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Five Things Designers Need to Embrace to Survive the Future of Cool

Lately, I’ve been having a lot of sleepless nights. While the major, cutting-edge trends of the last decade slowly fade into the mainstream, the future is in flux. Everyone from leading designers, to trend forecasters, to industry thought leaders and provocateurs all seem to be saying the same things—design is dead, trends are dead.

Are they? As a trend forecaster and someone charged with predicting what the future holds, the question of what’s next weighs heavily. When I was asked to speak at IDSA’s 2012 International Conference, the theme of “The Future Is … ” seemed the perfect opportunity to tackle the questions at the root of my restless nights.

My presentation, characterizing the future of cool, dives headlong into the uncertainty and embraces chaos as an opportunity for redefinition of who we are, what we do and where we’re going. To survive this (sometimes scary) future of cool there are five things we, as designers, all need to do:

1. Embrace Curation. In contrast to individual broadcasting, designers must now look to a future of curation that can seamlessly blend a variety of viewpoints into a truly comprehensive experience, creating multiauthored works of art.

Social image-sharing site Pinterest has enjoyed astonishing growth since its launch in January 2010. It’s now the third most popular social-sharing site and has exceeded Facebook as a platform for image sharing, according to Marketing Daily. Pinterest’s brilliance, at least in part, lies in its ability to tap into its users’ “networks of trust” (with equal or similar interests and tastes) to constantly curate content worth repinning, thereby allowing the “crap” to naturally sink to the bottom.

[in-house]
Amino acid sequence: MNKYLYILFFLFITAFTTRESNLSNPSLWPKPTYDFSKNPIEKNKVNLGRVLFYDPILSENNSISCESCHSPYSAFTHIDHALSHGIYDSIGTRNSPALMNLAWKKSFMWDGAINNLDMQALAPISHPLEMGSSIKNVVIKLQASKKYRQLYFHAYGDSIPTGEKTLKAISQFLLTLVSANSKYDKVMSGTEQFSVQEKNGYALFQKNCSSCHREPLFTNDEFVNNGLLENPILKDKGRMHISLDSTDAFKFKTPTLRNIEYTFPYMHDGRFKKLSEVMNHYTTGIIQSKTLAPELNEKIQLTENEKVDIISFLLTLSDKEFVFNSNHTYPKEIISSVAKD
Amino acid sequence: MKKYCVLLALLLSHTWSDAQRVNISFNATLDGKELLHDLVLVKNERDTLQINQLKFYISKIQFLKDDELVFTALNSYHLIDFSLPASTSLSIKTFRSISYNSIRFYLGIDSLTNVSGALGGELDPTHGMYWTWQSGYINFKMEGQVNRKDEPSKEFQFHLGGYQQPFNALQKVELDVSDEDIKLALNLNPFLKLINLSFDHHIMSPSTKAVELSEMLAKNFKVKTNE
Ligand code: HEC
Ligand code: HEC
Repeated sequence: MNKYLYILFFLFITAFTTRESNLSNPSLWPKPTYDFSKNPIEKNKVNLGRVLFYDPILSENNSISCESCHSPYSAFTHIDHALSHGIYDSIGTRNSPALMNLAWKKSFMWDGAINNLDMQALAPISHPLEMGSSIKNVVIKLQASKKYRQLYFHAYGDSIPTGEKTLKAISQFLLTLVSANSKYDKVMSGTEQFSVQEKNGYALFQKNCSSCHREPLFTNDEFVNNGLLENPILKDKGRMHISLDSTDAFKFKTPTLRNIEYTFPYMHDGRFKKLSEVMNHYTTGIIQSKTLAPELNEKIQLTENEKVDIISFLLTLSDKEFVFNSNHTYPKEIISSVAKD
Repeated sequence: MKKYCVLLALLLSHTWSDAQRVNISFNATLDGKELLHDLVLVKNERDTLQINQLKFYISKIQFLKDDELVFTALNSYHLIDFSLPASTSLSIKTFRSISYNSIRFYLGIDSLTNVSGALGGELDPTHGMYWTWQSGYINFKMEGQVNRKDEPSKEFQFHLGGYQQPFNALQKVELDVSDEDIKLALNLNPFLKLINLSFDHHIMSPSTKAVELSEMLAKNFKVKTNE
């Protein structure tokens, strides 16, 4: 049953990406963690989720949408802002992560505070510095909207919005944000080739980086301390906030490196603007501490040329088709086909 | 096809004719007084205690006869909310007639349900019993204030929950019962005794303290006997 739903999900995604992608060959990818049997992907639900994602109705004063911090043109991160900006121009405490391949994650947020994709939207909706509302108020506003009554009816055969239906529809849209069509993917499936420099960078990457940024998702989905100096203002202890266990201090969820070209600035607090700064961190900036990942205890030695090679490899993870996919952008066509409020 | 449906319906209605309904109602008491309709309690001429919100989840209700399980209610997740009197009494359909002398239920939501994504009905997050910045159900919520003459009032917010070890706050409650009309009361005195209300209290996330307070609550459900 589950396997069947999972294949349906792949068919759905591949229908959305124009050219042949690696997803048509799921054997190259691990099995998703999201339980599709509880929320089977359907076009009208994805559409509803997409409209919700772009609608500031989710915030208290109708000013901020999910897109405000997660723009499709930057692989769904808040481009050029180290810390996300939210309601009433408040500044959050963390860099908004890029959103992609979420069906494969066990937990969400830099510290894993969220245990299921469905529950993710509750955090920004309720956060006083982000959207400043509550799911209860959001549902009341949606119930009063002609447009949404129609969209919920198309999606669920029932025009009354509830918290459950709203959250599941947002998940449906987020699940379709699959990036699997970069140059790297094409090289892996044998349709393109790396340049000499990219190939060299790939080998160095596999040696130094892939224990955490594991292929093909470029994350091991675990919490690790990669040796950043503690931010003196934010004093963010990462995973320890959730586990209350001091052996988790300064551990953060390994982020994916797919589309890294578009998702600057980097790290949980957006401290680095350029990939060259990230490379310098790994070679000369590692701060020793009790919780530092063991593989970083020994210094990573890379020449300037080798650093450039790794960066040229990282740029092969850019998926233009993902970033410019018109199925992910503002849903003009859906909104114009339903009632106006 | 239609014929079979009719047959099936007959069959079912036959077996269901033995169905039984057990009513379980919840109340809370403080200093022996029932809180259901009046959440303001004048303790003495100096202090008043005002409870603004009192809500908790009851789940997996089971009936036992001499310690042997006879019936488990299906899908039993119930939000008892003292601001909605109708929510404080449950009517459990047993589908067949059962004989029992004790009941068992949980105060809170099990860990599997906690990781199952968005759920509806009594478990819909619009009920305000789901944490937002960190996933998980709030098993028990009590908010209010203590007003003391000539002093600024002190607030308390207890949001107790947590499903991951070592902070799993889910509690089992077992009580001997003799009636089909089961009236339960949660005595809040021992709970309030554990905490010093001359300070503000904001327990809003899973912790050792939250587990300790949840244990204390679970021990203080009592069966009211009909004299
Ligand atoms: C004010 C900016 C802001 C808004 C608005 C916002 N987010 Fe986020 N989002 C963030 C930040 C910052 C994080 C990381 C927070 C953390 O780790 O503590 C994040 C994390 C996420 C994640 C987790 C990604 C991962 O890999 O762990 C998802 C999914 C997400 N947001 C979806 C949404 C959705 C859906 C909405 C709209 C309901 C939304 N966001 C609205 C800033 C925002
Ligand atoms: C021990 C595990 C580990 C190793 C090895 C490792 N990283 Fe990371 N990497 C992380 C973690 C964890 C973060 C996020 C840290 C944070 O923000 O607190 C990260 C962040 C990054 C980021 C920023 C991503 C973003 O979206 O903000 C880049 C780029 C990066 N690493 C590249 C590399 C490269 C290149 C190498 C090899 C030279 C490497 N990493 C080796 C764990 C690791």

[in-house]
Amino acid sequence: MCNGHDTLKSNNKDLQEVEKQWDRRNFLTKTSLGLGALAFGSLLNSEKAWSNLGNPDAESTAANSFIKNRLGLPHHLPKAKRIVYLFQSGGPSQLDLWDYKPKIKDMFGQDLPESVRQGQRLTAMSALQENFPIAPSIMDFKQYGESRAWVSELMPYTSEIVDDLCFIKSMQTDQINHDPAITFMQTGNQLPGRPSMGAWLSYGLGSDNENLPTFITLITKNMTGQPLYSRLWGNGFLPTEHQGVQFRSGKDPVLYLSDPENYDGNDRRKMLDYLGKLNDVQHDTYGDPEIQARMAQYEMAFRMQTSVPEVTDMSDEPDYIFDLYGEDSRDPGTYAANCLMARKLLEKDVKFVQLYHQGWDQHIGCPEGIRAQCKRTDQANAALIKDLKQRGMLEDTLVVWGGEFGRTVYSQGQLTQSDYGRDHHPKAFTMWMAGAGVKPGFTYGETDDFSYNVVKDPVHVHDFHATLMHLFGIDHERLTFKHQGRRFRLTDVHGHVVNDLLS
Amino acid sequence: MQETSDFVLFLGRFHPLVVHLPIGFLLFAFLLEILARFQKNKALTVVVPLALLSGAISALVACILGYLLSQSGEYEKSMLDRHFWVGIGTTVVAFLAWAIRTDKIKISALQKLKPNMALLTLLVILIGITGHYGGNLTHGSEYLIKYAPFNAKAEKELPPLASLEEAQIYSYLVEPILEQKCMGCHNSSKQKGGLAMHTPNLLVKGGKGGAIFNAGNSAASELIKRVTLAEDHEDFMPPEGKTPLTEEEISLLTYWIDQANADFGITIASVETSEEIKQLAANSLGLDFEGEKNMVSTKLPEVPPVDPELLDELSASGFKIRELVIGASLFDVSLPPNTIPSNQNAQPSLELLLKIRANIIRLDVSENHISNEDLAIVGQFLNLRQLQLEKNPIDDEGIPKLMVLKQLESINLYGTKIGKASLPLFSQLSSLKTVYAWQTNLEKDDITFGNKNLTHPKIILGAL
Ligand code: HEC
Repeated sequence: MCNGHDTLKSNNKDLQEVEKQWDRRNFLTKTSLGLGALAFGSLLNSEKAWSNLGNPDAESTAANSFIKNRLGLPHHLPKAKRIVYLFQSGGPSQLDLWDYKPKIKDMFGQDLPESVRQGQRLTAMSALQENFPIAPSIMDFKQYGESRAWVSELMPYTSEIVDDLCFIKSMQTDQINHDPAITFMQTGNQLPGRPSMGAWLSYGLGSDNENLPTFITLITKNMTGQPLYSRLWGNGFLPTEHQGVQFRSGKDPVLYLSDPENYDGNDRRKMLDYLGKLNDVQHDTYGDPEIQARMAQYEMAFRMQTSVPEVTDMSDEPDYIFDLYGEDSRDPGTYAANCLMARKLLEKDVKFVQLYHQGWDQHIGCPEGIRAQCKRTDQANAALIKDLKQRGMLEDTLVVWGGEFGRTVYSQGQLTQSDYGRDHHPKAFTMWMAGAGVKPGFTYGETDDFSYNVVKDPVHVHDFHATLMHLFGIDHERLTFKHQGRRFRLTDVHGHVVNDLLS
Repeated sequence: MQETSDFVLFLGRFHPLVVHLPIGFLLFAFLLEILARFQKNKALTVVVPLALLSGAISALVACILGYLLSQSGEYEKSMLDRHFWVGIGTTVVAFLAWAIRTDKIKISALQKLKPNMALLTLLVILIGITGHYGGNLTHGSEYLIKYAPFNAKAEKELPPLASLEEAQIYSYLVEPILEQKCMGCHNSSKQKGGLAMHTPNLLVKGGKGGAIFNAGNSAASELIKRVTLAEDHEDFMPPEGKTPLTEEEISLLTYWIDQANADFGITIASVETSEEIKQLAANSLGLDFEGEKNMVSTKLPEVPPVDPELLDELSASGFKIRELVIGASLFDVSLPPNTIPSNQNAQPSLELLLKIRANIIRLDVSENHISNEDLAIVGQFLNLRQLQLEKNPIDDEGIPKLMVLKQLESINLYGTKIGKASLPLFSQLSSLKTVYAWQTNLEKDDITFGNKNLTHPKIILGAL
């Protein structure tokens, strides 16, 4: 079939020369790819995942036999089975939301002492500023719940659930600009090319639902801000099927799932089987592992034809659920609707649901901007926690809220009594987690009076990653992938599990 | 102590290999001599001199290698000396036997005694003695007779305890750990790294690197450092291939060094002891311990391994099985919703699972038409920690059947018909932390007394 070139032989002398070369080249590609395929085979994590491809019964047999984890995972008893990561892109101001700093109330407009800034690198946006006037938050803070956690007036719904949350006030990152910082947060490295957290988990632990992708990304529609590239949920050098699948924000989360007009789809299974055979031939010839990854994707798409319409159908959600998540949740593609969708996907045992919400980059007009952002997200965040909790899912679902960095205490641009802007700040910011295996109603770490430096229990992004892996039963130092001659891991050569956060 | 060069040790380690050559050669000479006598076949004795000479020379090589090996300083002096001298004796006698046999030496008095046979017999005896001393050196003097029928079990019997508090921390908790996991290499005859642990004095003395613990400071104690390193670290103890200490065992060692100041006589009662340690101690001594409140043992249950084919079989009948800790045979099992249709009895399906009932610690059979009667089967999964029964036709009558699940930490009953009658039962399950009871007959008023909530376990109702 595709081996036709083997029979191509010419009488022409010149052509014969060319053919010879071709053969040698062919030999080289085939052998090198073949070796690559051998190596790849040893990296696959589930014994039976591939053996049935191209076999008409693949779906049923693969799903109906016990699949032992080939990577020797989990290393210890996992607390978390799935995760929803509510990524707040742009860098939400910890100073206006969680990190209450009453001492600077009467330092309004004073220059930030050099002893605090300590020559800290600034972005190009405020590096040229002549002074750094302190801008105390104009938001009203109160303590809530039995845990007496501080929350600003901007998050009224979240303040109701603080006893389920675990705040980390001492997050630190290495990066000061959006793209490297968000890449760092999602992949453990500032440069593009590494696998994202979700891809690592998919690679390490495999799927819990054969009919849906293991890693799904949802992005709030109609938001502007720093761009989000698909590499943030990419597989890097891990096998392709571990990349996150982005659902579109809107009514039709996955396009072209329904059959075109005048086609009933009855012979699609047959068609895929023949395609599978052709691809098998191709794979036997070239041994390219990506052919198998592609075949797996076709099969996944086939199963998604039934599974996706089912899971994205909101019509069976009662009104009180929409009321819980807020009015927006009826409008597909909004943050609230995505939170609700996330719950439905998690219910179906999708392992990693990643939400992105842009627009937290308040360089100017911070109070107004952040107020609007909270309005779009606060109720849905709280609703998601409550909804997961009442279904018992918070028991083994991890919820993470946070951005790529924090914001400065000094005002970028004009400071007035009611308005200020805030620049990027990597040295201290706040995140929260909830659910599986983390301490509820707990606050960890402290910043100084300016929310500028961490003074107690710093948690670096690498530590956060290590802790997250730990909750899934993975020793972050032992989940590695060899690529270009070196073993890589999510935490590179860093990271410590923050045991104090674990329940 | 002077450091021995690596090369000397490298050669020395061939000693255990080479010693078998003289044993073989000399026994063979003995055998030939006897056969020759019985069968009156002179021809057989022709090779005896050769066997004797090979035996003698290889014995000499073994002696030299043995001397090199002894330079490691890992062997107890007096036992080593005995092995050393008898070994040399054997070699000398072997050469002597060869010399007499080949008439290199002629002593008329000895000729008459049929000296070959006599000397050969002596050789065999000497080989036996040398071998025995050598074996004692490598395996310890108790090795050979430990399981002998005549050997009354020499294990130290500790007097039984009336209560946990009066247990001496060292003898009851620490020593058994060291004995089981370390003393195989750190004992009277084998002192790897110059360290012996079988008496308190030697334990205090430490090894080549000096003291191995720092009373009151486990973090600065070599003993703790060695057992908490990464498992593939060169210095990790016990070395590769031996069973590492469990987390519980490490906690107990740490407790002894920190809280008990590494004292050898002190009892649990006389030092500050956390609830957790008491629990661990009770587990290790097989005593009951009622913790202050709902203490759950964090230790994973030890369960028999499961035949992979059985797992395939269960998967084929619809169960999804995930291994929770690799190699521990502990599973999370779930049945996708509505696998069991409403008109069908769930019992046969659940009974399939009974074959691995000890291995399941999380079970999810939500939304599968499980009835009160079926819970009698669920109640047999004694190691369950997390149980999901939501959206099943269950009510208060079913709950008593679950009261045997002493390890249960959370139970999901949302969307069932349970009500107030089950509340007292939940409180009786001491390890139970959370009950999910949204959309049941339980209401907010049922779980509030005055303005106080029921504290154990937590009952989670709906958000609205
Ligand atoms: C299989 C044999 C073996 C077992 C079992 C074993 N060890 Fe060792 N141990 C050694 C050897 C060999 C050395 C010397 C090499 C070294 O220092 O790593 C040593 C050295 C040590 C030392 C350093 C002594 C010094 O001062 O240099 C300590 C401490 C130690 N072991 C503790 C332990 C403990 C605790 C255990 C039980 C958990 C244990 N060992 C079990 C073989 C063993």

2. Do More, Think Less. Analyzing, theorizing and intellectualizing will only get us so far—and it’s not far enough. Designers must now embrace doing rather than thinking to unleash our creative potential (and even save our sanity).

In their best-selling book Sticky Wisdom, Dave Allan, Matt Kingdon, Kris Murrin and Daz Rudkin define “realness” as one of the six practical behaviors for delivering more creativity. They describe the idea that a “word-only zone” will block creative behaviors, and they advise us to stop talking and meeting—and start doing.

3. Know When to “Un-Know” Things. Science has taught us that a complex web of the pathways in our brains molds our experiences, habits and memories. New discoveries allow us to chart these neural nuances, giving designers a leap forward into the future, leaving what’s bad in the past.

The Power of Habit, by Charles Duhigg, identifies the neurological expressions behind behaviors. He explains how habits work and where they are located in our brain, and also offers guidelines for achieving personal goals and overall well-being by adjusting specific habits.

4. Embrace Tools that Illuminate Humanity. Armed with a deep knowledge of human nature, cognition and preference, new technologies now allow designers to explore, understand and connect to our human-ness in a deeper and more profound way.

Researchers at MIT have programmed computers to differentiate between frustrated smiles and delighted smiles. The technology could lead to the development of intelligent computers that better access the emotional states of their users and respond accordingly.

5. Recognize Your Human-ness. As miraculous an organ as the brain is, and as substantial as our creativity and ingenuity may be, there are limits to our human cognition. New pattern-recognition technologies are augmenting designers’ intellectual pursuits and catapulting our accomplishments to new heights.

The 2012 Google Science Fair grand prize went to 17-year-old Brittany Wenger, who wrote a computer program to help doctors diagnose breast cancer less invasively. Wenger’s program, which she put through an amazing 7.6 million trials to test it for accuracy, helps detect patterns in a large database of breast-tissue samples so that doctors may more successfully detect more than 99 percent of malignant tumors.

So is design dead? Are trends dead? No. But maybe we’re headed into a brave new trendless world that’s filled less with strict boundaries and more with the unexpected and original than ever before.

What’s your strategy for surviving the future of cool? Let’s chat, send me a message at Valerie_jacobs@lpk.com or join the conversation on Twitter @LPK.

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